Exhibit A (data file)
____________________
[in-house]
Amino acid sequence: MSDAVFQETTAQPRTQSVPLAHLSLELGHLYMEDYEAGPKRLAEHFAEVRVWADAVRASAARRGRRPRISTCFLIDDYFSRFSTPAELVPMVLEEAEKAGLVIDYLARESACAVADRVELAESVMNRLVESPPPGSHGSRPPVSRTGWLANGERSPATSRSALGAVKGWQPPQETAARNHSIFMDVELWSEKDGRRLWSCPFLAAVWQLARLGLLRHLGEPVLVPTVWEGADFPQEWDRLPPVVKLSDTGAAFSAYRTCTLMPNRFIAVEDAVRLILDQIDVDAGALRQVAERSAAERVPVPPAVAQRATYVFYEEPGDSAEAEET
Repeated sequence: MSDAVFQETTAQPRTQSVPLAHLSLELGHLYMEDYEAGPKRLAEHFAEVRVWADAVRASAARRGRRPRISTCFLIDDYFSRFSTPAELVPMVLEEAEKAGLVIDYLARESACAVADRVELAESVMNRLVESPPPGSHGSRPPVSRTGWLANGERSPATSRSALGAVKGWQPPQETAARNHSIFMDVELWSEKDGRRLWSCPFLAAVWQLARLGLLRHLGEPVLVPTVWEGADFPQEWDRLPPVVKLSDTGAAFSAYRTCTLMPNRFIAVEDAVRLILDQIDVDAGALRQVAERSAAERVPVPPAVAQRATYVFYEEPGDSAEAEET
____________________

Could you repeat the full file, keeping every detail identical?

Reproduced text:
[in-house]
Amino acid sequence: MSDAVFQETTAQPRTQSVPLAHLSLELGHLYMEDYEAGPKRLAEHFAEVRVWADAVRASAARRGRRPRISTCFLIDDYFSRFSTPAELVPMVLEEAEKAGLVIDYLARESACAVADRVELAESVMNRLVESPPPGSHGSRPPVSRTGWLANGERSPATSRSALGAVKGWQPPQETAARNHSIFMDVELWSEKDGRRLWSCPFLAAVWQLARLGLLRHLGEPVLVPTVWEGADFPQEWDRLPPVVKLSDTGAAFSAYRTCTLMPNRFIAVEDAVRLILDQIDVDAGALRQVAERSAAERVPVPPAVAQRATYVFYEEPGDSAEAEET
Repeated sequence: MSDAVFQETTAQPRTQSVPLAHLSLELGHLYMEDYEAGPKRLAEHFAEVRVWADAVRASAARRGRRPRISTCFLIDDYFSRFSTPAELVPMVLEEAEKAGLVIDYLARESACAVADRVELAESVMNRLVESPPPGSHGSRPPVSRTGWLANGERSPATSRSALGAVKGWQPPQETAARNHSIFMDVELWSEKDGRRLWSCPFLAAVWQLARLGLLRHLGEPVLVPTVWEGADFPQEWDRLPPVVKLSDTGAAFSAYRTCTLMPNRFIAVEDAVRLILDQIDVDAGALRQVAERSAAERVPVPPAVAQRATYVFYEEPGDSAEAEET